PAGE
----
The United States spent $2.5 trillion on health care in 2009, more per capita than any other nation. Yet our country is ranked 32nd in the world in life expectancy, and rates of conditions such as diabetes and obesity have increased dramatically in recent years.
If we hope to address spiraling medical costs and improve the health of all Americans, we need to begin focusing on the policies — in fields such as transportation, energy, education and agriculture — that shape the world outside the doctor’s office.
But how? Policymakers are already juggling shrinking budgets, crumbling infrastructure and competing priorities. A recently released report from the National Research Council offers a solution. The study, “A Framework and Guidance for Health Impact Assessment,” points out that good health is determined by more than money spent on the health care system. An NRC committee on health impact assessments, of which I am a member, took an in-depth look at why they are needed.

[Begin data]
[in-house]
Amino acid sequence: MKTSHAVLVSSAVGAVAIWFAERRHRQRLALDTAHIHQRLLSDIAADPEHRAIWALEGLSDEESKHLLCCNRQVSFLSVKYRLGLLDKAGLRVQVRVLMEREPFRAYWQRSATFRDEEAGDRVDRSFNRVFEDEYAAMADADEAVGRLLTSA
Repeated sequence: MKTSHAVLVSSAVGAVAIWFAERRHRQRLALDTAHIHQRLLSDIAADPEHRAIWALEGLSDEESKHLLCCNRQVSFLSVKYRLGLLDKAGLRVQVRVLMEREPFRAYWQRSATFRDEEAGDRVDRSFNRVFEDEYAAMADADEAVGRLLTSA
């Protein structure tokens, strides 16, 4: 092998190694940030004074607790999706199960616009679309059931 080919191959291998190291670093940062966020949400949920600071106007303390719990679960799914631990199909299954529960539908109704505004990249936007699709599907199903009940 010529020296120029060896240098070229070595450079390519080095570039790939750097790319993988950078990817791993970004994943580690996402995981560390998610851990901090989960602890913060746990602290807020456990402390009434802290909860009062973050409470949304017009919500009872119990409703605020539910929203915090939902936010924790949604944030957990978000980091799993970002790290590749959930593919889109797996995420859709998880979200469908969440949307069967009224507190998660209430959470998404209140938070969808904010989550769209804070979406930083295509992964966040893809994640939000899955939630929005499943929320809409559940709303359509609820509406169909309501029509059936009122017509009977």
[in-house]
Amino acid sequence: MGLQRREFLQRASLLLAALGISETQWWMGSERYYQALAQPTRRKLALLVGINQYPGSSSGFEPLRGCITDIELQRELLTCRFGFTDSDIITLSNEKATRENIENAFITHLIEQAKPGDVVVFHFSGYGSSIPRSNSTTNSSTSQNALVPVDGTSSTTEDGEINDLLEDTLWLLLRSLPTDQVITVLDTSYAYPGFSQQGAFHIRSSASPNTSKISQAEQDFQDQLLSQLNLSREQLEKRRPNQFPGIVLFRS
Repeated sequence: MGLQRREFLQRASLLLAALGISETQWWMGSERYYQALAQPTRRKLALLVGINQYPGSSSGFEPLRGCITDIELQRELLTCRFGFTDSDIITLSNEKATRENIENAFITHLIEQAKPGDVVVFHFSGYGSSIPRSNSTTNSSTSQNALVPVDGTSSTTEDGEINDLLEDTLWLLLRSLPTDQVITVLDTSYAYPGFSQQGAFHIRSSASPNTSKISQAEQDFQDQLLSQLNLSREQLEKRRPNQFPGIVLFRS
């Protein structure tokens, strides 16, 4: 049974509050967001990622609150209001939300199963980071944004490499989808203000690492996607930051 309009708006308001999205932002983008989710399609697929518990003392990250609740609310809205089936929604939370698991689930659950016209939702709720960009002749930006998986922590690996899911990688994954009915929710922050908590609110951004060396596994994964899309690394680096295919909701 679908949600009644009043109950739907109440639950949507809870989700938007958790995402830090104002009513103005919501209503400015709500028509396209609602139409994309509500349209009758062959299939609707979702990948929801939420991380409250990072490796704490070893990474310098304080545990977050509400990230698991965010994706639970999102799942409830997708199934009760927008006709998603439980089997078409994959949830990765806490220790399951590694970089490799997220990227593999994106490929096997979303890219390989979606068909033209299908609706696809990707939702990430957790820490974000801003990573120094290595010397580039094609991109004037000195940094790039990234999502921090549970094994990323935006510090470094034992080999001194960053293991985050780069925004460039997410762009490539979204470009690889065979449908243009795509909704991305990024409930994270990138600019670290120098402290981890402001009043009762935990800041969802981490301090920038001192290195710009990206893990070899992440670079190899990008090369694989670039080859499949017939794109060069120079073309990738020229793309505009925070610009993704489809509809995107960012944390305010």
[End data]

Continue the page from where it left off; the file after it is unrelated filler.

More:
Similar to the way a Congressional Budget Office score predicts the fiscal impact of a proposed policy, an HIA identifies the likely effect on health of a decision in another field, such as building a major roadway, revitalizing a neighborhood or developing energy or agricultural policy. HIAs can help decision-makers identify unintended risks, reduce unnecessary costs and leverage opportunities to improve the health of their communities.
As a doctor, I’ve often cared for diabetics who struggle to follow exercise recommendations because there’s nowhere nearby that’s safe to exercise. I’ve seen patients with frequent asthma attacks exacerbated by living in housing with mold and poor ventilation. I’ve given diet advice to parents of overweight children, only to find that they live in a neighborhood with no grocery store for miles and eat school lunches that should but often don’t meet current nutrition guidance.Continue reading…